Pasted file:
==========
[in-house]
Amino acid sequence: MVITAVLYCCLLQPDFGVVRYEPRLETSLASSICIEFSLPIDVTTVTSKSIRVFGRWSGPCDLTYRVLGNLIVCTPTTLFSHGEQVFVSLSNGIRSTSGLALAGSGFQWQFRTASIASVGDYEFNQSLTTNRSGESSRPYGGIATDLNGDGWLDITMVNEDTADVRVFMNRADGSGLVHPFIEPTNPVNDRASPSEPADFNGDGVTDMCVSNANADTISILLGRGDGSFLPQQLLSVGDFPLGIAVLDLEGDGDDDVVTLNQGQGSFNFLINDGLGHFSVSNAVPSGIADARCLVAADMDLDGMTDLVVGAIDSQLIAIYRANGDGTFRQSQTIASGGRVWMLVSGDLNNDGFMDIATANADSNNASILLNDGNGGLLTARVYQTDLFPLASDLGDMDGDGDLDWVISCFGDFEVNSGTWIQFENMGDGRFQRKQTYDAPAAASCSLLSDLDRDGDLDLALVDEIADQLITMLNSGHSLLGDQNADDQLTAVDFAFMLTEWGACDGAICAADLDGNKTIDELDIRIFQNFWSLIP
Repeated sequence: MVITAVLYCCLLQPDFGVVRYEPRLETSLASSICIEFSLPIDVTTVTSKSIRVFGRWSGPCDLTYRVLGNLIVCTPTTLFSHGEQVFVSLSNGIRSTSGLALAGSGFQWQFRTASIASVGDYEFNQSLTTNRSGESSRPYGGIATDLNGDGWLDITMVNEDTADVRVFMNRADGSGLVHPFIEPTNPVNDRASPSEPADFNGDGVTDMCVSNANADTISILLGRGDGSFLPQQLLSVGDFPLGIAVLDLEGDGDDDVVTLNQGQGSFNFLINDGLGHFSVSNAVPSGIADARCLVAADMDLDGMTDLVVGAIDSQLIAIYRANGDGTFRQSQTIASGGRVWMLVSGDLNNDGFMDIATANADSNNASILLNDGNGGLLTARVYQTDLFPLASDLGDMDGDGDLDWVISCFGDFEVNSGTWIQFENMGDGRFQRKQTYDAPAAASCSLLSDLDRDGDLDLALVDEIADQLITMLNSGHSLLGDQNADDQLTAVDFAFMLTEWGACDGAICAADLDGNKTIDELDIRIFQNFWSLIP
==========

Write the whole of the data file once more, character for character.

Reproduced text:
[in-house]
Amino acid sequence: MVITAVLYCCLLQPDFGVVRYEPRLETSLASSICIEFSLPIDVTTVTSKSIRVFGRWSGPCDLTYRVLGNLIVCTPTTLFSHGEQVFVSLSNGIRSTSGLALAGSGFQWQFRTASIASVGDYEFNQSLTTNRSGESSRPYGGIATDLNGDGWLDITMVNEDTADVRVFMNRADGSGLVHPFIEPTNPVNDRASPSEPADFNGDGVTDMCVSNANADTISILLGRGDGSFLPQQLLSVGDFPLGIAVLDLEGDGDDDVVTLNQGQGSFNFLINDGLGHFSVSNAVPSGIADARCLVAADMDLDGMTDLVVGAIDSQLIAIYRANGDGTFRQSQTIASGGRVWMLVSGDLNNDGFMDIATANADSNNASILLNDGNGGLLTARVYQTDLFPLASDLGDMDGDGDLDWVISCFGDFEVNSGTWIQFENMGDGRFQRKQTYDAPAAASCSLLSDLDRDGDLDLALVDEIADQLITMLNSGHSLLGDQNADDQLTAVDFAFMLTEWGACDGAICAADLDGNKTIDELDIRIFQNFWSLIP
Repeated sequence: MVITAVLYCCLLQPDFGVVRYEPRLETSLASSICIEFSLPIDVTTVTSKSIRVFGRWSGPCDLTYRVLGNLIVCTPTTLFSHGEQVFVSLSNGIRSTSGLALAGSGFQWQFRTASIASVGDYEFNQSLTTNRSGESSRPYGGIATDLNGDGWLDITMVNEDTADVRVFMNRADGSGLVHPFIEPTNPVNDRASPSEPADFNGDGVTDMCVSNANADTISILLGRGDGSFLPQQLLSVGDFPLGIAVLDLEGDGDDDVVTLNQGQGSFNFLINDGLGHFSVSNAVPSGIADARCLVAADMDLDGMTDLVVGAIDSQLIAIYRANGDGTFRQSQTIASGGRVWMLVSGDLNNDGFMDIATANADSNNASILLNDGNGGLLTARVYQTDLFPLASDLGDMDGDGDLDWVISCFGDFEVNSGTWIQFENMGDGRFQRKQTYDAPAAASCSLLSDLDRDGDLDLALVDEIADQLITMLNSGHSLLGDQNADDQLTAVDFAFMLTEWGACDGAICAADLDGNKTIDELDIRIFQNFWSLIP